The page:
As new cases of COVID-19 continue to rise, and amid the spread of the Delta variant, the federal government is thinking of approving a third dose, or booster shot, of the COVID vaccine.
Speaking to reporters on a conference call Wednesday morning, Martha’s Vineyard Hospital president and CEO Denise Schepici said the hospital is adjusting its schedule and increasing outreach to prepare for a booster shot rollout. There is no approval or timetable for a booster shot from the government yet, but third doses would be for patients who received the Pfizer or Moderna shots. Those individuals would only be eligible for a booster shot eight months after their second dose.
There are some individuals who are eligible for a booster shot now, according to Schepici. “We will be calling them. The hospital will reach out and schedule an appointment for a third dose. We know who these individuals are, based on their medical history. There are a couple hundred patients that are eligible,” she said.
Meanwhile, the federal government announced Wednesday their plans for booster shots. The plan calls for individuals who received the Pfizer or Moderna vaccines to get a booster shot eight months after their second dose beginning Sept. 20.
Chief nurse and COO Claire Seguin urged those who have not received a vaccine to make an appointment to get one. Over the past weeks, the hospital has seen an increase in individuals getting their first dose of the vaccine. Of the newly vaccinated individuals, Seguin said there was some vaccine hesitancy, and many younger people who are returning to school.
Rollout for a booster shot would be similar to the regular vaccine rollout, with elderly and higher-risk individuals eligible first.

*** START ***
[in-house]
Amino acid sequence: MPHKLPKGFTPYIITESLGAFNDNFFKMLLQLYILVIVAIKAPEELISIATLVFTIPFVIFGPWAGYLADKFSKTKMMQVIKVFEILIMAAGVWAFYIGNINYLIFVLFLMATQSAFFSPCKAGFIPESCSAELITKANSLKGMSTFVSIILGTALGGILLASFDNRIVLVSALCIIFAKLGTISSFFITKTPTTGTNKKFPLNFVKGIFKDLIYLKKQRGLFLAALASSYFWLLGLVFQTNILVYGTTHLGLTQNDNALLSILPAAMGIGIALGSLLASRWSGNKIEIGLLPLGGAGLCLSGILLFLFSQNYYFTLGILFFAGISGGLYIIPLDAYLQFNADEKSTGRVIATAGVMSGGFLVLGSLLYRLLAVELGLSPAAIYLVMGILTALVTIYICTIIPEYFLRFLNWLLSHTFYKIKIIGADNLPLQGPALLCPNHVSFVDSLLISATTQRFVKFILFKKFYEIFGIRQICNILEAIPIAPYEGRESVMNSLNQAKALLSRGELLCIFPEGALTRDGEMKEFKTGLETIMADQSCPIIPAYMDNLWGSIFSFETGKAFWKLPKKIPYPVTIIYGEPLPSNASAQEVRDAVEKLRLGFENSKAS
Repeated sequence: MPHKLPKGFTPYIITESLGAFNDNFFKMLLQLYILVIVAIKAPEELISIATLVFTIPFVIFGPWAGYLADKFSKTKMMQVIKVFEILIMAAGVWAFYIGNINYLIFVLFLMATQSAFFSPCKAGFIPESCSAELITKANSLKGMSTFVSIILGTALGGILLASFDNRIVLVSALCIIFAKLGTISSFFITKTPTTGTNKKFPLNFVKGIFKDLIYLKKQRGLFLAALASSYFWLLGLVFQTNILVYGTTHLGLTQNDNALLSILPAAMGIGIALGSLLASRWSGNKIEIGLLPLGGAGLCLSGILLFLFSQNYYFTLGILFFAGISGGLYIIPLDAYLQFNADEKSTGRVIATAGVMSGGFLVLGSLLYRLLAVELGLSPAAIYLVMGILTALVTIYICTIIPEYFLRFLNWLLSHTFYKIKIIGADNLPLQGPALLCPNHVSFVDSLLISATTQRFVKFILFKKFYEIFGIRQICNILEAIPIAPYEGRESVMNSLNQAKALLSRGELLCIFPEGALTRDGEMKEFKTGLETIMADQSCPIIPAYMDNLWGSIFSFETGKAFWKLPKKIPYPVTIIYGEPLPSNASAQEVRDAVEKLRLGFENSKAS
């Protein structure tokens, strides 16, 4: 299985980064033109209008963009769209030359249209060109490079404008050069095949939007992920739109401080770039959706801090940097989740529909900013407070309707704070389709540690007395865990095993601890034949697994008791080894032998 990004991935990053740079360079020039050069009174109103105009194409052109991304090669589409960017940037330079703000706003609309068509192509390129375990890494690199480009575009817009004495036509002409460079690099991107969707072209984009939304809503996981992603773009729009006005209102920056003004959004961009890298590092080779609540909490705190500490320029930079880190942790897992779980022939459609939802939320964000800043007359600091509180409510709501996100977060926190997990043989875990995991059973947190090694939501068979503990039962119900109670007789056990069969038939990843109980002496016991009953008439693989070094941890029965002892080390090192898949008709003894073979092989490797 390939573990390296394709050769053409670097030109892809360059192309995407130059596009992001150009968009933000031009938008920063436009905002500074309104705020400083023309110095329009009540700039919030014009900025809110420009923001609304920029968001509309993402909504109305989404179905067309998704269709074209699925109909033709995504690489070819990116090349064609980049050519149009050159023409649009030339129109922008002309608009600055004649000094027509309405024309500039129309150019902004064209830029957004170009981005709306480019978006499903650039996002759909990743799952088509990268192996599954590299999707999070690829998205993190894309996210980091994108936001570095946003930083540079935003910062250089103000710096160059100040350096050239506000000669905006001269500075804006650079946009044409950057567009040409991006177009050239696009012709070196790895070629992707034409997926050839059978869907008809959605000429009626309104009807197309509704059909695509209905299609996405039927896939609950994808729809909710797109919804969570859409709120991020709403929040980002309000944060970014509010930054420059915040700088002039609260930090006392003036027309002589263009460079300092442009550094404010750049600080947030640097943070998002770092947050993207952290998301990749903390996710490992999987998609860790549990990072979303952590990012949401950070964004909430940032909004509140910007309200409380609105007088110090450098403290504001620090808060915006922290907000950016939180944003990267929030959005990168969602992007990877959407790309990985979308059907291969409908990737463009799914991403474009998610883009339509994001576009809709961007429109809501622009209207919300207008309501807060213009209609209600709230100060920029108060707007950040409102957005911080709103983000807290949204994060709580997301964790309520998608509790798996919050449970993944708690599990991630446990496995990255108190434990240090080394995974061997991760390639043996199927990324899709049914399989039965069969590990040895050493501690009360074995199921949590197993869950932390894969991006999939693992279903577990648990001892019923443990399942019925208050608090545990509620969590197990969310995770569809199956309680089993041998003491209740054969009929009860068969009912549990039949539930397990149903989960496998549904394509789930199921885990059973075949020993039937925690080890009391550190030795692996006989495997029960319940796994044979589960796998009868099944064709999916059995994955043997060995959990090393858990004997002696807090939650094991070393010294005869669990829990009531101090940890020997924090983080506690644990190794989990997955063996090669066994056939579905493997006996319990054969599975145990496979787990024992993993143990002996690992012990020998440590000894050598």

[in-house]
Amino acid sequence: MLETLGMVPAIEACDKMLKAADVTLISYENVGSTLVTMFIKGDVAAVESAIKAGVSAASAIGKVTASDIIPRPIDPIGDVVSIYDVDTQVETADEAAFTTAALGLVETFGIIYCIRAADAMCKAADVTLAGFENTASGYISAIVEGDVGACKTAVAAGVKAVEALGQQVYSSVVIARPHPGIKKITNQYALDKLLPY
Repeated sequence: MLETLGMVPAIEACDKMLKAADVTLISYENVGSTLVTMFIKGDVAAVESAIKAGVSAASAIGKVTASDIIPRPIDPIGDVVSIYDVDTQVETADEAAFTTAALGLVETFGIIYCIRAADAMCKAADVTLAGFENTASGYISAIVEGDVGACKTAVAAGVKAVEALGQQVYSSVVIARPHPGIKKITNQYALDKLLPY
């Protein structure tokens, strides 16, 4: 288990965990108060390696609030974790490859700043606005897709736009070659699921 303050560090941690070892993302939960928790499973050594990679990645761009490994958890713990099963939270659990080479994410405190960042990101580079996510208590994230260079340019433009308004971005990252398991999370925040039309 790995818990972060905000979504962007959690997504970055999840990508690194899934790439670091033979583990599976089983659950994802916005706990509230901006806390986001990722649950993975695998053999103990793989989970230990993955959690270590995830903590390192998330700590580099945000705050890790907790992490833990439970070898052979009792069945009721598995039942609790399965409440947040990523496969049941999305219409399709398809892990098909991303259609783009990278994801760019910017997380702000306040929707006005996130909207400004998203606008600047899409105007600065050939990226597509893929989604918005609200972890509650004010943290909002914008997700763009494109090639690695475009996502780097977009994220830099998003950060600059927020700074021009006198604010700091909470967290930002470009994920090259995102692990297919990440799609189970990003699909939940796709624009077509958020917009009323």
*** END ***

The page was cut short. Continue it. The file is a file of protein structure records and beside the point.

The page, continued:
The hospital is seeing its highest concentration of COVID activity at the hospital since the pandemic began. Coupled with an increase in emergency room visits, the hospital is brushing against its capacity limits. Those who do go to the hospital can expect up to two- to three-hour waits for nonemergency cases.
“We are bursting at the seams, just to put it bluntly,” Schepici said. She added there have been days where the hospital has deferred some elective patients because every inpatient bed and the emergency bay are full to the point where patients are waiting on stretchers in the emergency room.
There are three patients with COVID-19 hospitalized at the Island’s hospital, and one who is “under investigation,” which means they are awaiting lab results or have COVID symptoms. “One of those patients is in serious condition, two are in fair, and one is in good,” Seguin said.
There has also been one critical COVID transfer. That patient was transferred last week.
Due to the hospital’s full house, Schepici stressed that people experiencing COVID symptoms should stay home and follow Centers for Disease Control guidance unless they feel extremely sick.
COVID-19 cases crescendoed last week, with 87 new cases reported by the Martha’s Vineyard boards of health — 39 more cases than the previous week.
Of the 87 new cases, 72 were reported at the Martha’s Vineyard Hospital, seven at TestMV, six at the Wampanoag Tribe of Gay Head (Aquinnah), and two at other providers. There are 74 cases still being monitored by public health officials, six that have recovered, and seven lost to follow-up from health officials.